Northeast's Twin Spirits Distillery is ready to begin production

Looking into the distillery from Twin Spirits' future cocktail room

Looking into the distillery from Twin Spirits' future cocktail room

Glancing at all the new and unfamiliar products on the liquor store shelf, it may seem like the new Minnesota distilleries are coming out of nowhere.

“It’s been a long process,” though, says Michelle Winchester of Twin Spirits. The new Northeast distillery hopes to begin production and bottling by the end of this month.

For Winchester, it’s taken years since the idea first came to mind. While saving money and working toward opening, she’s also attended training sessions and professional seminars, found and purchased two buildings, and is finally in the throes of getting her licensing completed.

Once done, Twin Spirits will release its vodka, gin, rum, whiskey (eventually), and moonshine, with a cocktail room and more small-batch options hopefully not far behind, she says.

“Vodka will be the first product,” says Winchester. She uses Florida-grown sugarcane to produce the colorless spirit in a 100-gallon still inside her property at 2931 Central Ave. NE, formerly a photography studio on the same block as Chimborazo restaurant.

Converting from a studio to a distillery has been a trying process for Twin Spirits, with Winchester the sole owner and employee at this time. Her kids are nearly grown, and she wanted to re-enter the workforce in a creative job, which is why distilled spirits first caught her fancy.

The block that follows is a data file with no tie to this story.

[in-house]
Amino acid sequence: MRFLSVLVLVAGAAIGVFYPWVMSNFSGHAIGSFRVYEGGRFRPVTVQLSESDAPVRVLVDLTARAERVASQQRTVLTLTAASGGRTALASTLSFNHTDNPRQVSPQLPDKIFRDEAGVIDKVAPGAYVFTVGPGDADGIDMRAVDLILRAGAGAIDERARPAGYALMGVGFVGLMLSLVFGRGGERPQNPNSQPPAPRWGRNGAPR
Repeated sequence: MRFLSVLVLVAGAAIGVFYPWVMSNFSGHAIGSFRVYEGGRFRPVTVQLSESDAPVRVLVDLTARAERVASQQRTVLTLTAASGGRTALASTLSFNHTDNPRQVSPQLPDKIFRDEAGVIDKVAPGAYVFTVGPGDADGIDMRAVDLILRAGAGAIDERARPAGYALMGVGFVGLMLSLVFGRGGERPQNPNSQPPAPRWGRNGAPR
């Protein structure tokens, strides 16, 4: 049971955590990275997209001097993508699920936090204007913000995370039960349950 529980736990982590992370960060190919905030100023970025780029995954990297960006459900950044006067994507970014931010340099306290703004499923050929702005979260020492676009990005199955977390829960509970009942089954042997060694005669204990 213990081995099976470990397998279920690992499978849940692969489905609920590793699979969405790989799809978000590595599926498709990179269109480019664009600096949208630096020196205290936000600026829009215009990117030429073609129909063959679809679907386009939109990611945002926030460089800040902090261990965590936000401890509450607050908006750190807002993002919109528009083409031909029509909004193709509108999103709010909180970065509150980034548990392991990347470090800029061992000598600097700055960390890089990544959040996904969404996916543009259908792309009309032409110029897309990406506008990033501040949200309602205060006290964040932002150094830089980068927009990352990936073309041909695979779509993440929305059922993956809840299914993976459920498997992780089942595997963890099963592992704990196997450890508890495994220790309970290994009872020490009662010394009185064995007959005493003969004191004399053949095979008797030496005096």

Michelle Winchester shows off her vodka still, soon to be put into production.

Michelle Winchester shows off her vodka still, soon to be put into production.

“There was a conference for the American Distilling Institute and I went to a Women in Distilling exhibition and I got the bug,” she explains. “I really like the creativity piece to what you can do with different spirits and I like being different as a woman in a man’s world,” she adds. “I’ve raised four boys so I’m familiar with the male culture and grouping."

While many local distilleries focus on Minnesota-grown crops, by using sugarcane Winchester can make rum in addition to other spirits. She is also planning a somewhat secretive drink that features mushrooms, and she says there will be a new moonshine recipe each month, often with seasonal ingredients like honey or apples. And she will distill with less common grains like quinoa and spelt as opportunity arises.

The distillery itself is small, occupying the back half of the space with the front half dedicated to a soon-to-come cocktail room. That storefront will have 22 indoor seats and a 16-seat patio facing Central Avenue.

Winchester also bought the neighboring property, where she’ll warehouse barrels. Eventually she'd like to add a gluten-free kitchen.

“I’m gluten-free and I’m not interested in making something that I can’t eat,” she explains. “Everything will be gluten-free and then peanut-free. I have two kids that have deadly peanut allergies, and my 22-year-old should be able to go somewhere he feels safe.” The same, of course, goes for her spirits.

For now, Winchester is just excited to be through the red tape and getting into production. Twin Spirits will soon appear on local shelves. Once the bottles are rolling out she will shift full attention to a cocktail menu and final decorations, and licensing, on a cocktail room later this year.

Twin Spirits Distillery

2931 Central Ave. NE, Minneapolis